Continuing its focus on service industries, Lawson acquired Account4 Inc., a leading maker of professional services automation (PSA) software in June, and expanded its offerings in this area at year’s end. Privately held for the first 26 years of its existence, the company went public in December. Although its product offerings are as broad as those of most other ERP vendors, Lawson keeps its pitch securely in the finance department’s sweet spot, emphasizing efficient operations and better decision-making rather than razzle-dazzle, enterprise-transforming technology. The company does most of its business in financial services, health care, retail, professional services, public sector, and related vertical markets.
Microsoft Great Plains
Ten months after the acquisition that shook the accounting software world, Great Plains is fast moving from a dominant midmarket accounting software company to a full-fledged ERP force. A partnership with Logility has allowed it to expand into supply-chain management; its purchase of PWA continues to bear fruit in the human resources arena; and, most important, its embrace of .NET and other Microsoft technologies allows for smooth growth, from entry-level applications to enterprise suites as client needs change. That was underscored last year when Microsoft Great Plains introduced Small Business Manager, an integrated suite aimed at small businesses that should provide easy step-up to robust products such as the e-Enterprise accounting applications. In 2002, the company will offer greater global functionality for clients that do business in multiple countries.
Another European company (headquartered in Copenhagen) with big ambitions but little name recognition in the United States, Navision stands out from the crowd in at least one respect: it doesn’t sell direct. Rather, it relies on a network of value-added resellers, a model common among midtier accounting software companies but rare at the high end. Rick Burtt, Navision’s director of business development, says “it’s not the software alone that makes a company stand out, but its partner network, which can tailor the technology to a customer’s needs.” Navision targets small and midsize companies, and has a close working relationship with Microsoft. A partnership with Siebel allows the company to integrate accounting information in its financial applications with Siebel’s CRM and E-commerce offerings.
Don’t expect Oracle to back away from its “we saved billions with our own software” marketing message. Despite criticisms that this claim has been distorted, Steve Miranda, vice president of development for financial applications at the $10.9 billion company, says that this year Oracle will continue to stress ROI and will offer more details about how exactly it’s saving so much money. A key part of that will no doubt be its concept of moving to a “single instance” of its software, allowing it, for example, to stash all manner of multilingual, multicurrency information in a single database, which can vastly simplify information retrieval and analysis. Oracle will also have a lot to say about “Information Out,” a concept that relies on customizable portals to facilitate number crunching and other business-intelligence chores. Miranda says, however, that customization in the big-picture sense, long the bane of both ERP vendors and their customers, will become far less common. “Much of the work we’re doing on the newest version [11i] of our applications,” he says, “is aimed squarely at allowing it to meet customer needs out of the box.”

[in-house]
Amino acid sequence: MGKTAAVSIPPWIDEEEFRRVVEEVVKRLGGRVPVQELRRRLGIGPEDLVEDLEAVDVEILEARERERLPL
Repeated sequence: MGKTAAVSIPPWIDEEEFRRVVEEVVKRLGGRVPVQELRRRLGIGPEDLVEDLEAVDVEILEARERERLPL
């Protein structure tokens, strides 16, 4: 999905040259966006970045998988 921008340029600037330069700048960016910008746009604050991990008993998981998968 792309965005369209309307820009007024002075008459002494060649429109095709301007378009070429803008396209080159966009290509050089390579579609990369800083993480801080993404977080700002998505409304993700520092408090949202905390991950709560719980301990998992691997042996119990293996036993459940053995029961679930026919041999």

It’s fitting that a graph of PeopleSoft’s stock price during the past three years resembles a huge grin, because the company has plenty to smile about. Ailing in 1999, today PeopleSoft is faring far better thanks to cost controls and focused growth, including some smart acquisitions and a push into global markets. (Some investors, though, are raising questions about its relationship with its R&D subsidiary.) Ram Gupta, the company’s executive vice president of products and technology, says that PeopleSoft differentiates itself in part by offering “forward-looking financials” that embrace customer and supplier data and that embed analytic capabilities to foster greater business intelligence. While agreeing with most of his counterparts that core financial applications are mature, he says customers should recall how many early efforts to create E-commerce portals failed because “the assumption was that if you captured a transaction, the rest was easy. Now we know that if core applications aren’t truly Web-enabled, the full vision of E-business won’t materialize.”
“Beyond Budgeting” is one new technology initiative at SAP, which recently enhanced its mySAP Financials product family to help customers move beyond annual cycles and fixed budgets and toward continuous, inclusive planning and more-flexible decision-making. The company acquired EBPP (electronic bill presentment and payment) technology from PayNet International AG at the end of 2001 as part of a broader strategy to extend financial processes beyond the walls of a customer’s enterprise. Kraig Haberer, director of product marketing for mySAP Financials, says the company is putting significant resources into “management cockpit” applications such as balanced scorecard and corporate performance management. “We see a movement back to basics on the part of our customers,” he says. “Fiscal strategy drives everything today, so financial information systems are getting lots of attention.”